“Not long after, I got October Rust and that really helped me fall in love with Type O Negative and the spirit of wha they do. They’d have these incredibly slow, sad songs, but get a kick out of this weird sense of humour while making music that was like Black Sabbath and The Beatles. Water (Christmas Mourning) is one of my favourite songs. I find it hard to say why when I love something so much, because it’s just perfect. From the front cover to the atmosphere, to the joke at the start and the message at the end. All is perfect.“

Paradise Lost – Draconian Times (1995)

“I’m a big fan of Paradise Lost, for real. Icon, Draconian Times and One Second are all great albums. If I had to choose between Draconian Times and One Second I’d struggle. I picked Draconian Times because it’s the most popular of their albums, but honestly both are incredible. I really loved Host too, which was more experimental and had all this electronica stuff that was nuts. The fans didn’t like it at all, but retrospectively its not as bad as people made out. You hear that piano intro and you’re immediately in the album, within two seconds. It’s like Pink Floyd in that way, you put your headphones on and you’re sent far, far away. Type O Negative was closer to that Killers thing – people yelling on the streets, more grounded.”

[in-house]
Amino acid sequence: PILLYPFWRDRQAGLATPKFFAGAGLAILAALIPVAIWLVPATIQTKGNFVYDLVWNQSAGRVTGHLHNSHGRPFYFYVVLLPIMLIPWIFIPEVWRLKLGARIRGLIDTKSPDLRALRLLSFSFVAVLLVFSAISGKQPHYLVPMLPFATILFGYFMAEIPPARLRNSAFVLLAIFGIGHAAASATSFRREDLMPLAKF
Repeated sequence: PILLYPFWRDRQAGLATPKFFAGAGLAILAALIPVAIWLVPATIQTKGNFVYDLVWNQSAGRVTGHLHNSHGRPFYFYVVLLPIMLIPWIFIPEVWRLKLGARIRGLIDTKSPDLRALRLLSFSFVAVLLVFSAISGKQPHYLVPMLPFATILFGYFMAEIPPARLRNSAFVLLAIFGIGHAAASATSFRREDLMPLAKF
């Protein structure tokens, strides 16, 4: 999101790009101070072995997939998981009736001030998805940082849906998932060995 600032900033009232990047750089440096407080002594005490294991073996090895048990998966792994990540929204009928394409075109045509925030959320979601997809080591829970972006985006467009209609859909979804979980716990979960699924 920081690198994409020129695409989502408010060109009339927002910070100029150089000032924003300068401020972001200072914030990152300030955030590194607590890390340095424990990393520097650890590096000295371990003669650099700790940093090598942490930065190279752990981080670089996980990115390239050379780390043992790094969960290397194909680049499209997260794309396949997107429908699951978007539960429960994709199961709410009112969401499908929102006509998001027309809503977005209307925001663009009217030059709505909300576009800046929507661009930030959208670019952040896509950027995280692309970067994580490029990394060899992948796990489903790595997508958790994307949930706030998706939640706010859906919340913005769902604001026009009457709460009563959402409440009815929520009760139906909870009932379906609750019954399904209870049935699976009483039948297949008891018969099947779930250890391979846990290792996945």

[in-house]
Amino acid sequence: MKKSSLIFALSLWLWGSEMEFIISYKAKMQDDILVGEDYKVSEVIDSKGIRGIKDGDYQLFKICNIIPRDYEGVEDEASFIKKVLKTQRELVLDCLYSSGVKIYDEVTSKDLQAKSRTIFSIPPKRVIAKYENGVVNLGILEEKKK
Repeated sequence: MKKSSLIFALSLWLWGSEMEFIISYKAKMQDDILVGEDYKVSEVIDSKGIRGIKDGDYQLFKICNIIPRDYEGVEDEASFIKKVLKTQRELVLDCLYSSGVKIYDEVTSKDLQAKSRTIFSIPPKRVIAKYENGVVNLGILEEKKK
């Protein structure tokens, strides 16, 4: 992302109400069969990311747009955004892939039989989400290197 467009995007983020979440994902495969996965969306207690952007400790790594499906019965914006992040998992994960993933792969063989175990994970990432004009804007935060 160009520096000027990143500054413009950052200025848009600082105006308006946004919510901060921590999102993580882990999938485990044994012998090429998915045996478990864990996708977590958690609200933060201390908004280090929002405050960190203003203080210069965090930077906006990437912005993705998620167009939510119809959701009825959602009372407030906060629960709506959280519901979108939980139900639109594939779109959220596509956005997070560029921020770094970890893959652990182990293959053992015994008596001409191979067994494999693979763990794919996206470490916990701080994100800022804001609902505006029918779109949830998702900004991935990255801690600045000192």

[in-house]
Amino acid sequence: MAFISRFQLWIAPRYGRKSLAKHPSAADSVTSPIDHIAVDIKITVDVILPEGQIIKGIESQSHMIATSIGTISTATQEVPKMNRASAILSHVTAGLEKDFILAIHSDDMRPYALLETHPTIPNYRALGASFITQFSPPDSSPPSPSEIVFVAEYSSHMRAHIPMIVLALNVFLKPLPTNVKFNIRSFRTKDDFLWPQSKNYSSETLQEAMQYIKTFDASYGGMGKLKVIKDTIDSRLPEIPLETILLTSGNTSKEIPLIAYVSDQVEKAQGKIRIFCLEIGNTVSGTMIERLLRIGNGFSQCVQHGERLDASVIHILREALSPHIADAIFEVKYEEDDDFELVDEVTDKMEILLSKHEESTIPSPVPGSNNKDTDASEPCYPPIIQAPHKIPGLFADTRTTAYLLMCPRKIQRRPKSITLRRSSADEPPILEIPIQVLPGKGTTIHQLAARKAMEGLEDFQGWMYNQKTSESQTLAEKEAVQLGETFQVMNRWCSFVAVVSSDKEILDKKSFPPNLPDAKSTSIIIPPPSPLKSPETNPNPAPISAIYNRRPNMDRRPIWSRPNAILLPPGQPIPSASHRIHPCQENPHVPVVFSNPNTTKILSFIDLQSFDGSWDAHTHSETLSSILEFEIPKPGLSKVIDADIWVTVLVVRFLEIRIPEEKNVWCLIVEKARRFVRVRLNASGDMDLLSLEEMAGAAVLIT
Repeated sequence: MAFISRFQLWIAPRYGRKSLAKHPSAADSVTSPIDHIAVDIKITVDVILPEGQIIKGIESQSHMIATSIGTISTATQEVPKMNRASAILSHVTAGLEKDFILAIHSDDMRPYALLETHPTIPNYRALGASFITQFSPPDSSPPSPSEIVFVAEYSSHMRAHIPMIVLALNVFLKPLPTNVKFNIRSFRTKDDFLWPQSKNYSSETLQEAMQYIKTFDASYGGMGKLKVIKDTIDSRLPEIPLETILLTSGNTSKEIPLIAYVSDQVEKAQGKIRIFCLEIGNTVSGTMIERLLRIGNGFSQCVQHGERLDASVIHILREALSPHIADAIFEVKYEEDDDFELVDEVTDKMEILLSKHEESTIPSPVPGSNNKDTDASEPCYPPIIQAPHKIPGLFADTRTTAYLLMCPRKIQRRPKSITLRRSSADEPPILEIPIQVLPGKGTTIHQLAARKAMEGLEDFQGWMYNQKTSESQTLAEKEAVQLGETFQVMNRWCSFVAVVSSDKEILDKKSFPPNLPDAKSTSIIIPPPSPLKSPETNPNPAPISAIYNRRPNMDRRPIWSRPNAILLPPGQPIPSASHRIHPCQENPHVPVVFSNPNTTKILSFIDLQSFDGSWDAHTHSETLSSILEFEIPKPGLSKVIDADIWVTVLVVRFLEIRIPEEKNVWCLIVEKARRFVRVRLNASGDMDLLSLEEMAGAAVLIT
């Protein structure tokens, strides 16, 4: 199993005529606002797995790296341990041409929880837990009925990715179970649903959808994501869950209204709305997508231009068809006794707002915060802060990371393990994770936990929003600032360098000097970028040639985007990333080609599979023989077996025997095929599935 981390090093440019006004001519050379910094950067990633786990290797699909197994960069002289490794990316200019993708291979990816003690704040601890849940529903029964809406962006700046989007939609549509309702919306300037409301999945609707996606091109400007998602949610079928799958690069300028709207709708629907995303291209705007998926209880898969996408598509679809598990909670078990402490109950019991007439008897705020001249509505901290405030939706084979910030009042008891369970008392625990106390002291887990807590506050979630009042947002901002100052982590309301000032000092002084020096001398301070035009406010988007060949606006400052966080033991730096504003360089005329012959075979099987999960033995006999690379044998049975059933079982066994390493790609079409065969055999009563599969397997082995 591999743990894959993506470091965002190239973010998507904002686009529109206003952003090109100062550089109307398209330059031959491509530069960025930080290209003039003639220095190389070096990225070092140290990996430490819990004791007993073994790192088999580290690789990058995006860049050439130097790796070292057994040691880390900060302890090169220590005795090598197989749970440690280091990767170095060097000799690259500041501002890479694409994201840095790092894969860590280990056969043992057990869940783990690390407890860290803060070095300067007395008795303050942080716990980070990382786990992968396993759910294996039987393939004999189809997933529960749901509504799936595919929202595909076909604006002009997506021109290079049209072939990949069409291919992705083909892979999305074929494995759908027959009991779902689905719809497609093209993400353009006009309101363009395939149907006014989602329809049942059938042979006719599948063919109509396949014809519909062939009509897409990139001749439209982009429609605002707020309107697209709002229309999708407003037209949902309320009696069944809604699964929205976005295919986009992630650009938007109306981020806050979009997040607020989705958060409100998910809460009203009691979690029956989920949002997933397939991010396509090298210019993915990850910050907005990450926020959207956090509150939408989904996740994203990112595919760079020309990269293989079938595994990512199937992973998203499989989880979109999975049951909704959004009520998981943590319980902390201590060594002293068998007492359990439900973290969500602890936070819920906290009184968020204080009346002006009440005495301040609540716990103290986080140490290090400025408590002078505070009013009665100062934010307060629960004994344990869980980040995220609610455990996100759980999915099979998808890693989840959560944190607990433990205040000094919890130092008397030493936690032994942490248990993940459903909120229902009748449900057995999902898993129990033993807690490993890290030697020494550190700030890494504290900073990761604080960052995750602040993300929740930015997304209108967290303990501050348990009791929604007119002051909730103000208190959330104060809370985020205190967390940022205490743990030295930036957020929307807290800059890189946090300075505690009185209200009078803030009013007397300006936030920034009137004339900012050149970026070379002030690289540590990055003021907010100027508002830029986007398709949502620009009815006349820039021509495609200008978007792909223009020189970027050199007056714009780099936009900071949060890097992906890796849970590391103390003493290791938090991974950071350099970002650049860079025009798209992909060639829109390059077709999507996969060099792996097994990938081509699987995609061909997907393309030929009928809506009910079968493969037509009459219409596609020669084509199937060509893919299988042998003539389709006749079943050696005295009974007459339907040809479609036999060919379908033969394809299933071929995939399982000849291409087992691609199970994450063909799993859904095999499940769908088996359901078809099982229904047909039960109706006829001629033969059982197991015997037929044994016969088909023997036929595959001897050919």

Meshuggah – Chaosphere (1998)

“Meshuggah’s Chaosphere is one of the best definitions for what metal is. It’s strong, it’s unbreakable and it’s massive. You can’t escape from it – when you're in a Meshuggah song you just have to follow along as best you can. 

“I discovered them around Destroy Erase Improve, thanks to the  song Future Breed Machine. It was something that brought me back towards thrash – there are still some seeds of thrash in there, not like how the band became later in their career.